Of Choices, Failures and Asynchrony: The Many Faces of Set Agreement

  • Dan Alistarh
  • Seth Gilbert
  • Rachid Guerraoui
  • Corentin Travers
Part of the Lecture Notes in Computer Science book series (LNCS, volume 5878)


Set agreement is a fundamental problem in distributed computing in which processes collectively choose a small subset of values from a larger set of proposals. The impossibility of fault-tolerant set agreement in asynchronous networks is one of the seminal results in distributed computing. The complexity of set agreement in synchronous networks has also been a significant research challenge. Real systems, however, are neither purely synchronous nor purely asynchronous. Rather, they tend to alternate between periods of synchrony and periods of asynchrony.

In this paper, we analyze the complexity of set agreement in a “partially synchronous” setting, presenting the first (asymptotically) tight bound on the complexity of set agreement in such systems. We introduce a novel technique for simulating, in fault-prone asynchronous shared memory, executions of an asynchronous and failure-prone messagepassing system in which some fragments appear synchronous to some processes. We use this technique to derive a lower bound on the round complexity of set agreement in a partially synchronous system by a reduction from asynchronous wait-free set agreement. We also present an asymptotically matching algorithm that relies on a distributed asynchrony detection mechanism to decide as soon as possible during periods of synchrony.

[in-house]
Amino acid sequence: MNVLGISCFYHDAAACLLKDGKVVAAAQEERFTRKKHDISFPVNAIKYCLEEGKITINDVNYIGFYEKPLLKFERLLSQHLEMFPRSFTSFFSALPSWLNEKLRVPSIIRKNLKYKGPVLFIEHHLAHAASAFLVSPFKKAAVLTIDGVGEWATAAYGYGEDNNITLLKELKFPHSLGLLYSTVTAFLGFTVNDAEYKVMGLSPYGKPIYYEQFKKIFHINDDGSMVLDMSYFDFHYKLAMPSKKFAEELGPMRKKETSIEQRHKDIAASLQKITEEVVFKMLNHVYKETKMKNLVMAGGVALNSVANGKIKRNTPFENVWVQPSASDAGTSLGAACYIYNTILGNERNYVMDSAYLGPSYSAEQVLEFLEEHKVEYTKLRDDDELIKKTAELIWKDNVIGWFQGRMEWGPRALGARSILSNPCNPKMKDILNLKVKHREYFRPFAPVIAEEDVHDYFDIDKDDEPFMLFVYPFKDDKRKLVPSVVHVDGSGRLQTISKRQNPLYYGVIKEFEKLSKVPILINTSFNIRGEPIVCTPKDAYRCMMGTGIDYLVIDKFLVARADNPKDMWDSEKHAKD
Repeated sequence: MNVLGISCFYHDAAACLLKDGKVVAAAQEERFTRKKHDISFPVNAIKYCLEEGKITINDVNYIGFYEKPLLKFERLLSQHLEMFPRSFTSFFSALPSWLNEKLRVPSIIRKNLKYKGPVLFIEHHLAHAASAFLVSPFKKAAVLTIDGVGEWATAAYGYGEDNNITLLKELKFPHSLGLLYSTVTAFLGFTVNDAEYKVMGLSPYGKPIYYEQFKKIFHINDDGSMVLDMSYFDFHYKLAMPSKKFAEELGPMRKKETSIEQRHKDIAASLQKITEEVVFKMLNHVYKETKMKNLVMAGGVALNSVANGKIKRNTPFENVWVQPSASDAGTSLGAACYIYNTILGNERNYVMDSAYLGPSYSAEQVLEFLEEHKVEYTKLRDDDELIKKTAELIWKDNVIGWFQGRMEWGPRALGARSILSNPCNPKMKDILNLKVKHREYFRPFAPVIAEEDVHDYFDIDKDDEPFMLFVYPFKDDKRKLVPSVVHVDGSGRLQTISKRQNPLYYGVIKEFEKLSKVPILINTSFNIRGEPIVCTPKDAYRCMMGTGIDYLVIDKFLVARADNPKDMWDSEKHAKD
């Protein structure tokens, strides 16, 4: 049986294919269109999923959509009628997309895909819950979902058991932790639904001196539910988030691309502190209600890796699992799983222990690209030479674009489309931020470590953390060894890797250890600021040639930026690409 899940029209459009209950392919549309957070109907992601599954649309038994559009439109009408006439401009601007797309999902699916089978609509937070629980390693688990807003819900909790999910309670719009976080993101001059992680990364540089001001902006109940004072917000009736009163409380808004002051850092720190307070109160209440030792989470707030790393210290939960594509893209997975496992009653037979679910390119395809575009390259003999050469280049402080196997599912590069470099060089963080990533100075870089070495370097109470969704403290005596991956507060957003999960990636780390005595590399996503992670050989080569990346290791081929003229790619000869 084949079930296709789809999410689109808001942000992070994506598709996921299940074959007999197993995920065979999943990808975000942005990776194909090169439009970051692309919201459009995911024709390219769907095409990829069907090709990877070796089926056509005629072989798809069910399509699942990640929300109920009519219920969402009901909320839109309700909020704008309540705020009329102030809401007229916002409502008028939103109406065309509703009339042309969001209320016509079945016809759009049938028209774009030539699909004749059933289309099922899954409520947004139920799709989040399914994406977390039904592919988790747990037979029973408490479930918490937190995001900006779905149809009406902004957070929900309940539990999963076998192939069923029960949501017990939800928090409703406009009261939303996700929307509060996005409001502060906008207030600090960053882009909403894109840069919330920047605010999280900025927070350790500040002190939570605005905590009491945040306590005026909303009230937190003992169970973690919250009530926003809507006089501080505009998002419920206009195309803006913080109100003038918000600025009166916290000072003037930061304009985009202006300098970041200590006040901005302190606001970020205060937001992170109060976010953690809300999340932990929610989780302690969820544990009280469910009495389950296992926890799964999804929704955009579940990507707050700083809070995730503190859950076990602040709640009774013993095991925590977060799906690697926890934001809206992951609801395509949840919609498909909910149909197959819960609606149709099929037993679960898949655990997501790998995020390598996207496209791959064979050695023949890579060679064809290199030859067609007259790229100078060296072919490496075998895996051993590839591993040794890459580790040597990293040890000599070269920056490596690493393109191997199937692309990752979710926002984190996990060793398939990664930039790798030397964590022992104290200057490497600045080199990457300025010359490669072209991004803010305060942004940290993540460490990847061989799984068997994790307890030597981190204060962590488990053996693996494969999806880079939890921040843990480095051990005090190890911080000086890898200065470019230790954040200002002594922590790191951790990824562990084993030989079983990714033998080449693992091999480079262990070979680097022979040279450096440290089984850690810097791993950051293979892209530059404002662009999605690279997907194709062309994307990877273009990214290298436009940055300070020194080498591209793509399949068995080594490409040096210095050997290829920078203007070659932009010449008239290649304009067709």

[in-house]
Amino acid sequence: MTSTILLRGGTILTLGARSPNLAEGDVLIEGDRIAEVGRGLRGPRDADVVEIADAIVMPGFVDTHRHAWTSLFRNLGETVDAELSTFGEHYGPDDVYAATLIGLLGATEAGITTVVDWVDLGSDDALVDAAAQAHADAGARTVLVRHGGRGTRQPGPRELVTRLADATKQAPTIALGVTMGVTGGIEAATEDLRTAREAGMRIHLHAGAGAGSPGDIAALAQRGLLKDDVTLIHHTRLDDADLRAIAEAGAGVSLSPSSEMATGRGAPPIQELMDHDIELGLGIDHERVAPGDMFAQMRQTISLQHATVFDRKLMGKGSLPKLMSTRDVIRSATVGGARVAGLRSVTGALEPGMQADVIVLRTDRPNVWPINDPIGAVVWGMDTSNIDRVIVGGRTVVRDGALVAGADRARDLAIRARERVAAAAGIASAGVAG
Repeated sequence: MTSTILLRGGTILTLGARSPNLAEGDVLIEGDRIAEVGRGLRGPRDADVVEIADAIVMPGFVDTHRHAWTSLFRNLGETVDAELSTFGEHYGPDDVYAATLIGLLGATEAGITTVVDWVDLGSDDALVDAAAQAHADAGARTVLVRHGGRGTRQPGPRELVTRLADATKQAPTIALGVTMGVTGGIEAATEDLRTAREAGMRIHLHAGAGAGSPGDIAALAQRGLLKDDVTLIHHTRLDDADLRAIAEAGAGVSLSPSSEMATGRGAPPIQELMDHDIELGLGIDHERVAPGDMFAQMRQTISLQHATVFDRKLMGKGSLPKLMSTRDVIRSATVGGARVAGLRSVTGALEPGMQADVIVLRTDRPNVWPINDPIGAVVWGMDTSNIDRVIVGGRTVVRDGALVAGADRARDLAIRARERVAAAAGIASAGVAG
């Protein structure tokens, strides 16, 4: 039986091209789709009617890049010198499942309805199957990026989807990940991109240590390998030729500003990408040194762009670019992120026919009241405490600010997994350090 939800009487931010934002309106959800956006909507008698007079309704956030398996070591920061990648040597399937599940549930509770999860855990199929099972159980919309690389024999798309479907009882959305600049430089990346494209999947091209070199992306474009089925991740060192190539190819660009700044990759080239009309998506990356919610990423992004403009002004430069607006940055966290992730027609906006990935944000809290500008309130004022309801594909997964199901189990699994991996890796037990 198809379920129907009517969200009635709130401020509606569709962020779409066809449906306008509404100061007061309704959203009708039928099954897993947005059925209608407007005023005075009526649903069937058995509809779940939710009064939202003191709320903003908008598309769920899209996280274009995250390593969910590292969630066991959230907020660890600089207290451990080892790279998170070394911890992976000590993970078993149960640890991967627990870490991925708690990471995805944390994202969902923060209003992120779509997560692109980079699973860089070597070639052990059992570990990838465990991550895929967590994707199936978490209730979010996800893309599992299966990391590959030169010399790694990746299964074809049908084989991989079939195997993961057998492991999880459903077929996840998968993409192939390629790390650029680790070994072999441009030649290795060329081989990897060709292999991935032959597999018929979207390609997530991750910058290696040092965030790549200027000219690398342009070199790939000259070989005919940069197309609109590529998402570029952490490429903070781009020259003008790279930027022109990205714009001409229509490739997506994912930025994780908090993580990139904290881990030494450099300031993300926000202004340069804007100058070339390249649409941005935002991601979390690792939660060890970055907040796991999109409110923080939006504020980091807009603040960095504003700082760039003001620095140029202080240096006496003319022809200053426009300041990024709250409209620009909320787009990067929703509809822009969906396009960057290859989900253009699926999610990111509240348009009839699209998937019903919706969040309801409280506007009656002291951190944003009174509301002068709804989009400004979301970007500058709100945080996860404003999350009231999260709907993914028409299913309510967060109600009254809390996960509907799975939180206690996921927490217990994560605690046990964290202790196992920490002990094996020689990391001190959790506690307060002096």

By relating environments with differing degrees of synchrony, our simulation technique is of independent interest. In particular, it allows us to obtain a new lower bound on the complexity of early deciding k-set agreement complementary to that of [12], and to re-derive the combinatorial topology lower bound of [13] in an algorithmic way.


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Copyright information

© Springer-Verlag Berlin Heidelberg 2009

Authors and Affiliations

  • Dan Alistarh
    • 1
  • Seth Gilbert
    • 1
  • Rachid Guerraoui
    • 1
  • Corentin Travers
    • 2
  1. 1.Swiss Federal Institute of TechnologyLausanneSwitzerland
  2. 2.TechnionHaifaIsrael

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